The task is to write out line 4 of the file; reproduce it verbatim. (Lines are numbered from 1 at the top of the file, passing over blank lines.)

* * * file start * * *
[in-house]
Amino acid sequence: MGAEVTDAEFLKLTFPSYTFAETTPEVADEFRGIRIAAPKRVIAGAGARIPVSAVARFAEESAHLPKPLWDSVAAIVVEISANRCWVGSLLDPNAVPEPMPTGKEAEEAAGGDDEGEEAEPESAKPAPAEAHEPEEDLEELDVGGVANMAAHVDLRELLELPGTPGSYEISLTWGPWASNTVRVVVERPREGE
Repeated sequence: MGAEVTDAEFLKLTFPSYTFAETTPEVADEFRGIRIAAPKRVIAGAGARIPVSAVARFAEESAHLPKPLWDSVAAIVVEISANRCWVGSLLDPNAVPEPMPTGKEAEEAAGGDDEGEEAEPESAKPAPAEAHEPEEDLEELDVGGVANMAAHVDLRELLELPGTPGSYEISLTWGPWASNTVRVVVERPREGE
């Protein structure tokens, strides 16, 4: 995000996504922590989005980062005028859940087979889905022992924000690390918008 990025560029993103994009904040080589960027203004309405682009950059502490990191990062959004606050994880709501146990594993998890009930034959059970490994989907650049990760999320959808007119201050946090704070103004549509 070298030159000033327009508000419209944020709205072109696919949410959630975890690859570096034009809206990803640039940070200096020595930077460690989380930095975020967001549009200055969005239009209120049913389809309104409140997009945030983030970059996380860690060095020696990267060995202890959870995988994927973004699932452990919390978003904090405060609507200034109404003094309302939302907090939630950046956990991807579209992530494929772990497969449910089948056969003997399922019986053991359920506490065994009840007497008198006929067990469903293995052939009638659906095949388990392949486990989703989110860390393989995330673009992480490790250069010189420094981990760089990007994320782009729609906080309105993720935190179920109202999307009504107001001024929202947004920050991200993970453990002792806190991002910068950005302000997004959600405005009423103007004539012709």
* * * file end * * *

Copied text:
């Protein structure tokens, strides 16, 4: 995000996504922590989005980062005028859940087979889905022992924000690390918008 990025560029993103994009904040080589960027203004309405682009950059502490990191990062959004606050994880709501146990594993998890009930034959059970490994989907650049990760999320959808007119201050946090704070103004549509 070298030159000033327009508000419209944020709205072109696919949410959630975890690859570096034009809206990803640039940070200096020595930077460690989380930095975020967001549009200055969005239009209120049913389809309104409140997009945030983030970059996380860690060095020696990267060995202890959870995988994927973004699932452990919390978003904090405060609507200034109404003094309302939302907090939630950046956990991807579209992530494929772990497969449910089948056969003997399922019986053991359920506490065994009840007497008198006929067990469903293995052939009638659906095949388990392949486990989703989110860390393989995330673009992480490790250069010189420094981990760089990007994320782009729609906080309105993720935190179920109202999307009504107001001024929202947004920050991200993970453990002792806190991002910068950005302000997004959600405005009423103007004539012709």